Abstract: Do Black Banks Meet the Needs of African American Families for Affordable Basic Checking Accounts?: A Descriptive Study (Society for Social Work and Research 26th Annual Conference - Social Work Science for Racial, Social, and Political Justice)

434P Do Black Banks Meet the Needs of African American Families for Affordable Basic Checking Accounts?: A Descriptive Study

Saturday, January 15, 2022
Marquis BR Salon 6, ML 2 (Marriott Marquis Washington, DC)
* noted as presenting author
Julie Birkenmaier, Professor, Saint Louis University, St. Louis, MO
Talor Crawford, MSW, Student, Saint Louis University, St Louis, MO
Background: In addition to large income and wealth disparities between African American and White families, African Americans are also less likely to have a bank account than Whites. Access to the formal banking system is a critical issue for African American families, as banks are the drivers of wealth creation. Federally-designated African American-owned banks (“black banks”) are designed to meet the needs of the African American community to build the wealth of the African American families and community at large. A major premise of black banks is to maximize the power of black wealth to better serve the black community and address persistent economic inequality. This project provides a descriptive analysis of the affordability of basic checking accounts at black banks.

Methods: This descriptive project compared the most basic checked account features to national account affordability criteria created by the Cities for Financial Empowerment Foundation, called “Bank On” national standards. Researchers gathered data on the population of black banks that offer Federal Deposit Insurance Corporation (FDIC)-insured transaction accounts as of second quarter, 2019 (n=19). Using information from official bank websites, researchers analyzed the features of the least expensive consumer checking account available to all adults age 18 and over. Researchers also used public data to gather bank demographic data in April-June, 2020. Black bank account features were compared to a national sample.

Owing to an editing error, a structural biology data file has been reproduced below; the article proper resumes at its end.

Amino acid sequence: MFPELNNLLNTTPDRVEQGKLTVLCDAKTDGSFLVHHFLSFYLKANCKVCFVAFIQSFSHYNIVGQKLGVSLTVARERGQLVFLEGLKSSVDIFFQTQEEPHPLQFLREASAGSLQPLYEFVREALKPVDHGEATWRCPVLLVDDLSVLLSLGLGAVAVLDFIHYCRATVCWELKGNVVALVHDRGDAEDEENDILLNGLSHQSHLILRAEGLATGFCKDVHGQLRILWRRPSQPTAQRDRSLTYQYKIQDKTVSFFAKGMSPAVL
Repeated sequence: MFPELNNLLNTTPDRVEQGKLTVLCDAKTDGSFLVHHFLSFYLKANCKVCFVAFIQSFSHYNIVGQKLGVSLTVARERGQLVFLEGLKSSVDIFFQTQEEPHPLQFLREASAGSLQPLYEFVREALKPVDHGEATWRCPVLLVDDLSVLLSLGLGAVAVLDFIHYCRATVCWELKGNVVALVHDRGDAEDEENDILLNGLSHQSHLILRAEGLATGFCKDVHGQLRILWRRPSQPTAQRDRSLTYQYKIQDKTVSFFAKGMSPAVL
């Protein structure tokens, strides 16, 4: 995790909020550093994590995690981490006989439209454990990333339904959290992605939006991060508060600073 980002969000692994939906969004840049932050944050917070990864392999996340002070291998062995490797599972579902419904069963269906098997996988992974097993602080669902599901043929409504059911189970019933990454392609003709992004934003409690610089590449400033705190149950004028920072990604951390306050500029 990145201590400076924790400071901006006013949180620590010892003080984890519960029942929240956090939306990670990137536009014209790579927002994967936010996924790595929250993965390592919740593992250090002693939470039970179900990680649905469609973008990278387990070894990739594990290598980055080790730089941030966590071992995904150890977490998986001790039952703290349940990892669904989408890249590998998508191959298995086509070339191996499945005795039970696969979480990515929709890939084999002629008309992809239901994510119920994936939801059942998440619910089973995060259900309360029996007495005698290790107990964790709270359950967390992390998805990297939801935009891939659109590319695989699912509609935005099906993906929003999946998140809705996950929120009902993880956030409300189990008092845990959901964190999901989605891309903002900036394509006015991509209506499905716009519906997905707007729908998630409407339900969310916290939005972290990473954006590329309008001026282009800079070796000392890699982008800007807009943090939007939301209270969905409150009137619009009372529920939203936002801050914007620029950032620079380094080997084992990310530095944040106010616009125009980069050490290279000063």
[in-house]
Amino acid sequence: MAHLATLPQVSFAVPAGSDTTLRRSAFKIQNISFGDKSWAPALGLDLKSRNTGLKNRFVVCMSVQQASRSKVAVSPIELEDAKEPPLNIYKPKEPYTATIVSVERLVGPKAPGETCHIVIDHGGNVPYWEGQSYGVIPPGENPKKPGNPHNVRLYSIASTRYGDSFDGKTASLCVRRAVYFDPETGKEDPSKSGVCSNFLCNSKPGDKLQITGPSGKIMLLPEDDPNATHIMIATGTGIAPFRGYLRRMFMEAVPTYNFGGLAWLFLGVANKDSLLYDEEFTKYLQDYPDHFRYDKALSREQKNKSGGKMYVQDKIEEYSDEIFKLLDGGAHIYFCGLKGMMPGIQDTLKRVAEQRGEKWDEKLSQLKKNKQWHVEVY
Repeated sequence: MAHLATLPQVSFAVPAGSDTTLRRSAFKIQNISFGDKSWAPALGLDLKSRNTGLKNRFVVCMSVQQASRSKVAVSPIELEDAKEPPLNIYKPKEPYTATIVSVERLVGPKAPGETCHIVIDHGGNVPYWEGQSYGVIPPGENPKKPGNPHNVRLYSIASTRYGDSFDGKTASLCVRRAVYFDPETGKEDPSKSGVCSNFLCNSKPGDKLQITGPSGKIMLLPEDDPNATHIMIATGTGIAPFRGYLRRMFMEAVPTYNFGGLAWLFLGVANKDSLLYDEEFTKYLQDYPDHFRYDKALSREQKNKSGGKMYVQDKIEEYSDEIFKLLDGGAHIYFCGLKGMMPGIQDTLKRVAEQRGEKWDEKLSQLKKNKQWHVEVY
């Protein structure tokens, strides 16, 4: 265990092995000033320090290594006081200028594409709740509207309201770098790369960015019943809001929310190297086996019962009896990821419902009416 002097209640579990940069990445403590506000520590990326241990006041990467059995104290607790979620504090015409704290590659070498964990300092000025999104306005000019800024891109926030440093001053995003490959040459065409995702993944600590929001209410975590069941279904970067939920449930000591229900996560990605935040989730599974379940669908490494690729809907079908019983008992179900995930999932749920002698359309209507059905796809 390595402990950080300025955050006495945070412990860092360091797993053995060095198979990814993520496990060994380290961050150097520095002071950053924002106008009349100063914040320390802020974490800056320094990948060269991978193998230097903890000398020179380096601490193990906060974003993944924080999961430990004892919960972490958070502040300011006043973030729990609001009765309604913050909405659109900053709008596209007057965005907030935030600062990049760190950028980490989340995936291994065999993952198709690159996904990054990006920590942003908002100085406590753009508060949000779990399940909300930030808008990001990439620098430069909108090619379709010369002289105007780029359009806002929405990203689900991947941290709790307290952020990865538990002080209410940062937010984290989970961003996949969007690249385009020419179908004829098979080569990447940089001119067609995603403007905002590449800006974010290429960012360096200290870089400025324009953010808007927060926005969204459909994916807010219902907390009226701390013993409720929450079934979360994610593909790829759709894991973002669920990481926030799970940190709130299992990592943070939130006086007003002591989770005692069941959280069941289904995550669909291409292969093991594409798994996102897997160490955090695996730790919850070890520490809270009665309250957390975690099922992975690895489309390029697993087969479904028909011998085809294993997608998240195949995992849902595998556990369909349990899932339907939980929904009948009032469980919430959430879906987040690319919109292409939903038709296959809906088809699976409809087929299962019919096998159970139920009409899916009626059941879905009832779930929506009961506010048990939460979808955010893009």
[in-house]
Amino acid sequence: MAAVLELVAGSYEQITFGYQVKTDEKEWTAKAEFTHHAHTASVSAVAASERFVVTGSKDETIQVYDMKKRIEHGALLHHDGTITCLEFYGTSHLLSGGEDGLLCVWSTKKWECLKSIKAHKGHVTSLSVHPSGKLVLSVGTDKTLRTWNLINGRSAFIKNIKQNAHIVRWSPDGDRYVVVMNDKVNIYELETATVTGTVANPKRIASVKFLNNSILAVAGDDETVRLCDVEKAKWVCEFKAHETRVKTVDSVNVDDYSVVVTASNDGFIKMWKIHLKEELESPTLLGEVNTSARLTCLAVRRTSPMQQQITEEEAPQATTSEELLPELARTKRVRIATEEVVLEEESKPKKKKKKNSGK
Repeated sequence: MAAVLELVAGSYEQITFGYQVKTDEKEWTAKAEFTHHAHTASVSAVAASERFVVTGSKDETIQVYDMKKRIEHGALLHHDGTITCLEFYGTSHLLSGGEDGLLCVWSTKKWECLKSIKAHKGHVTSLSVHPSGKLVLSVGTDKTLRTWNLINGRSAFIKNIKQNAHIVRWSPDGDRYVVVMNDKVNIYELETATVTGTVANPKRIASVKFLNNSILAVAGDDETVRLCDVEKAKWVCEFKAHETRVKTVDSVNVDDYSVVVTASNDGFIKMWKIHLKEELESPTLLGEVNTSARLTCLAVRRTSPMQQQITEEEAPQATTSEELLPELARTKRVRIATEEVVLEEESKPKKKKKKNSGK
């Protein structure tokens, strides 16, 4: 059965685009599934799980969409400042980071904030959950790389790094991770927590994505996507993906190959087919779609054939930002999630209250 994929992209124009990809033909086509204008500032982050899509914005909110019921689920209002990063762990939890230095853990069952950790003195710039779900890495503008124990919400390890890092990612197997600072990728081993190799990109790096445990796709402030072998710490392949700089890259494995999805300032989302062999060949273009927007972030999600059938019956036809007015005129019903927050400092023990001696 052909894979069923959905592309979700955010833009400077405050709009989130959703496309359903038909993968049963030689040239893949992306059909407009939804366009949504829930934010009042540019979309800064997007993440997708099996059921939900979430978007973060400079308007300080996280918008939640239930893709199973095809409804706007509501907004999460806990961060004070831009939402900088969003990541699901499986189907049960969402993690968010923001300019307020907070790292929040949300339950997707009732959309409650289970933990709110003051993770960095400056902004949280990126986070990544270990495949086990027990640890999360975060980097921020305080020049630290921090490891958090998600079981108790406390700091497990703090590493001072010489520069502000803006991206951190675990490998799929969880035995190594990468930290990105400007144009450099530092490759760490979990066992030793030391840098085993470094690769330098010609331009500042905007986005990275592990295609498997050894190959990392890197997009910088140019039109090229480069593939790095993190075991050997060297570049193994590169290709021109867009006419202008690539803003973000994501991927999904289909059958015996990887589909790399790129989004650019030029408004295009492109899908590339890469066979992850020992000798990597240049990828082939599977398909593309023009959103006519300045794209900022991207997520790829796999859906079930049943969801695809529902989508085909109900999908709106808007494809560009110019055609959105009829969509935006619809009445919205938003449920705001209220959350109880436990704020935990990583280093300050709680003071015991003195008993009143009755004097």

Results: 10% of black banks offer an account that meets all of the Bank On standards. The mean number of standards met is 12.58/18. The standards met least often were the overdraft or non-sufficient funds fees (11%), the minimum opening deposit (27%), and the dormancy or inactivity fees (29%). Black banks outperform the national banks on meeting the standard for minimum opening deposit (27% versus 19%), overdraft fees (11% versus 3%), and online and mobile banking (94% versus 78%). Black banks also have a substantially lower average minimum opening deposit ($53 versus $85).

Implications: Results suggest that while black banks have potential to serve the affordable account needs of their client families, there is still much progress to be made to meet affordability and accessibility standards. On average, about six features of the most basic transaction account need modification to meet account affordability standards. However, results also suggest that, despite their small size on average, black banks have a similar profile to other U.S. banks regarding the percentages that have accounts that meet all of the Bank On standards. These findings must be viewed in the context of the history of black banks, their position in the marketplace, the financial condition of the community they serve, and the support they receive from the federal government. Their ability to offer affordable basic accounts to best serve their customer families is significantly compromised by their low average return on assets, as well as the historic and systemic issues. Policy efforts to strengthen black banks could serve to grow their capacity to offer these types of accounts.